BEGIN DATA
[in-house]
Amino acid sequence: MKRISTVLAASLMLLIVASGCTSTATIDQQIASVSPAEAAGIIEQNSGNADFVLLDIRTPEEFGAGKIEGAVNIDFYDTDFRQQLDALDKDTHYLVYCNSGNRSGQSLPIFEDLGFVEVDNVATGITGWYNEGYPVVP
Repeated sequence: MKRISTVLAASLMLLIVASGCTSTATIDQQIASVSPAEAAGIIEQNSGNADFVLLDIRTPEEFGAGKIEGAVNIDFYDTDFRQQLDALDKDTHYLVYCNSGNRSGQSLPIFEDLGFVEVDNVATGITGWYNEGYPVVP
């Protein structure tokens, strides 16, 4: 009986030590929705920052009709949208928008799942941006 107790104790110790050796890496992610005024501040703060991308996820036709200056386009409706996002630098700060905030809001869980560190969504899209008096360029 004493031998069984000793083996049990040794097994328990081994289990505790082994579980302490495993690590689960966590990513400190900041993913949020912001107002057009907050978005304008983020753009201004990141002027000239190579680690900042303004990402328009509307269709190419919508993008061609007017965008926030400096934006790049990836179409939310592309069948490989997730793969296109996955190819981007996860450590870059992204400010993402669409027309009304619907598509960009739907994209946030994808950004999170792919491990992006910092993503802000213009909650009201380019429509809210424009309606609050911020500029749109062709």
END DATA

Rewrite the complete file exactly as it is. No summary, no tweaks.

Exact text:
[in-house]
Amino acid sequence: MKRISTVLAASLMLLIVASGCTSTATIDQQIASVSPAEAAGIIEQNSGNADFVLLDIRTPEEFGAGKIEGAVNIDFYDTDFRQQLDALDKDTHYLVYCNSGNRSGQSLPIFEDLGFVEVDNVATGITGWYNEGYPVVP
Repeated sequence: MKRISTVLAASLMLLIVASGCTSTATIDQQIASVSPAEAAGIIEQNSGNADFVLLDIRTPEEFGAGKIEGAVNIDFYDTDFRQQLDALDKDTHYLVYCNSGNRSGQSLPIFEDLGFVEVDNVATGITGWYNEGYPVVP
């Protein structure tokens, strides 16, 4: 009986030590929705920052009709949208928008799942941006 107790104790110790050796890496992610005024501040703060991308996820036709200056386009409706996002630098700060905030809001869980560190969504899209008096360029 004493031998069984000793083996049990040794097994328990081994289990505790082994579980302490495993690590689960966590990513400190900041993913949020912001107002057009907050978005304008983020753009201004990141002027000239190579680690900042303004990402328009509307269709190419919508993008061609007017965008926030400096934006790049990836179409939310592309069948490989997730793969296109996955190819981007996860450590870059992204400010993402669409027309009304619907598509960009739907994209946030994808950004999170792919491990992006910092993503802000213009909650009201380019429509809210424009309606609050911020500029749109062709």